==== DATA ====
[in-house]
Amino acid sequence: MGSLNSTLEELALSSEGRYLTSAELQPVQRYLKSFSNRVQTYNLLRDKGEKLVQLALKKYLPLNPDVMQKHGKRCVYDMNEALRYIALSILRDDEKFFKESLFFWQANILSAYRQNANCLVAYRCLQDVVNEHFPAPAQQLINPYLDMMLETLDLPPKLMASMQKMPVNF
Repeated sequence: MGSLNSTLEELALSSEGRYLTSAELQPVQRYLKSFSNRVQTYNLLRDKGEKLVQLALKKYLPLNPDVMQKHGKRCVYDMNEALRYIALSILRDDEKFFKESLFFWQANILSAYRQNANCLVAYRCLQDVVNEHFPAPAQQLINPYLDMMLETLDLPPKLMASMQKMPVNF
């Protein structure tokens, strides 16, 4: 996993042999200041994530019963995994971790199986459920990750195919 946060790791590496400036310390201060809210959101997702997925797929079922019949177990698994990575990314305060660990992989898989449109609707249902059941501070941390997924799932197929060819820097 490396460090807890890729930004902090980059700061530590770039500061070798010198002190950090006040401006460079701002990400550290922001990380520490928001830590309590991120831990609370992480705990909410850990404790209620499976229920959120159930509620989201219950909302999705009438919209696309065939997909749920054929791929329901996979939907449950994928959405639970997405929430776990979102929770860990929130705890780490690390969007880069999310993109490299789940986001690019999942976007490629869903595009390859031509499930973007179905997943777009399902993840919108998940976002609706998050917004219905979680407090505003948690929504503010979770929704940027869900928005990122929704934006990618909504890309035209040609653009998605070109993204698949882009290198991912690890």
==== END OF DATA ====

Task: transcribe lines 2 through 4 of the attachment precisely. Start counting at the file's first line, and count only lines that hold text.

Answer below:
Amino acid sequence: MGSLNSTLEELALSSEGRYLTSAELQPVQRYLKSFSNRVQTYNLLRDKGEKLVQLALKKYLPLNPDVMQKHGKRCVYDMNEALRYIALSILRDDEKFFKESLFFWQANILSAYRQNANCLVAYRCLQDVVNEHFPAPAQQLINPYLDMMLETLDLPPKLMASMQKMPVNF
Repeated sequence: MGSLNSTLEELALSSEGRYLTSAELQPVQRYLKSFSNRVQTYNLLRDKGEKLVQLALKKYLPLNPDVMQKHGKRCVYDMNEALRYIALSILRDDEKFFKESLFFWQANILSAYRQNANCLVAYRCLQDVVNEHFPAPAQQLINPYLDMMLETLDLPPKLMASMQKMPVNF
């Protein structure tokens, strides 16, 4: 996993042999200041994530019963995994971790199986459920990750195919 946060790791590496400036310390201060809210959101997702997925797929079922019949177990698994990575990314305060660990992989898989449109609707249902059941501070941390997924799932197929060819820097 490396460090807890890729930004902090980059700061530590770039500061070798010198002190950090006040401006460079701002990400550290922001990380520490928001830590309590991120831990609370992480705990909410850990404790209620499976229920959120159930509620989201219950909302999705009438919209696309065939997909749920054929791929329901996979939907449950994928959405639970997405929430776990979102929770860990929130705890780490690390969007880069999310993109490299789940986001690019999942976007490629869903595009390859031509499930973007179905997943777009399902993840919108998940976002609706998050917004219905979680407090505003948690929504503010979770929704940027869900928005990122929704934006990618909504890309035209040609653009998605070109993204698949882009290198991912690890």